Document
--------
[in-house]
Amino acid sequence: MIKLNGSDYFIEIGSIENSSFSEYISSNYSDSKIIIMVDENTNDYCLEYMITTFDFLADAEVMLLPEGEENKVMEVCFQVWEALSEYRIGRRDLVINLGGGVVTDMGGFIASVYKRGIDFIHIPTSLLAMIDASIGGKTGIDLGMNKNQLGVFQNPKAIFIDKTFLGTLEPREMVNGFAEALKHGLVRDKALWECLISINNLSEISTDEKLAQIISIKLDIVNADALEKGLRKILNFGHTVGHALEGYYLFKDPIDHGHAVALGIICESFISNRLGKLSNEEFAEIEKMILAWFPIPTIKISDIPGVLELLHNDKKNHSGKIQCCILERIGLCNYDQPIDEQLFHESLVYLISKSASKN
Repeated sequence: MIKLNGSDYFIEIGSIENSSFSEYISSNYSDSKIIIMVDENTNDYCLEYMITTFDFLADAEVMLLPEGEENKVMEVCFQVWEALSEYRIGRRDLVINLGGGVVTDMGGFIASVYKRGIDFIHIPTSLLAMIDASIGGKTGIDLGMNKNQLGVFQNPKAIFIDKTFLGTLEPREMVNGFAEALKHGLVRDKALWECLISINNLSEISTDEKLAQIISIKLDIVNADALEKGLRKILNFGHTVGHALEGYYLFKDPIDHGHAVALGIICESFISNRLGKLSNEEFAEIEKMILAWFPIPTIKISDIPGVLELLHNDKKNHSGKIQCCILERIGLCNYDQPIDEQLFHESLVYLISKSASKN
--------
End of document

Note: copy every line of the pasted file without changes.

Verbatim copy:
[in-house]
Amino acid sequence: MIKLNGSDYFIEIGSIENSSFSEYISSNYSDSKIIIMVDENTNDYCLEYMITTFDFLADAEVMLLPEGEENKVMEVCFQVWEALSEYRIGRRDLVINLGGGVVTDMGGFIASVYKRGIDFIHIPTSLLAMIDASIGGKTGIDLGMNKNQLGVFQNPKAIFIDKTFLGTLEPREMVNGFAEALKHGLVRDKALWECLISINNLSEISTDEKLAQIISIKLDIVNADALEKGLRKILNFGHTVGHALEGYYLFKDPIDHGHAVALGIICESFISNRLGKLSNEEFAEIEKMILAWFPIPTIKISDIPGVLELLHNDKKNHSGKIQCCILERIGLCNYDQPIDEQLFHESLVYLISKSASKN
Repeated sequence: MIKLNGSDYFIEIGSIENSSFSEYISSNYSDSKIIIMVDENTNDYCLEYMITTFDFLADAEVMLLPEGEENKVMEVCFQVWEALSEYRIGRRDLVINLGGGVVTDMGGFIASVYKRGIDFIHIPTSLLAMIDASIGGKTGIDLGMNKNQLGVFQNPKAIFIDKTFLGTLEPREMVNGFAEALKHGLVRDKALWECLISINNLSEISTDEKLAQIISIKLDIVNADALEKGLRKILNFGHTVGHALEGYYLFKDPIDHGHAVALGIICESFISNRLGKLSNEEFAEIEKMILAWFPIPTIKISDIPGVLELLHNDKKNHSGKIQCCILERIGLCNYDQPIDEQLFHESLVYLISKSASKN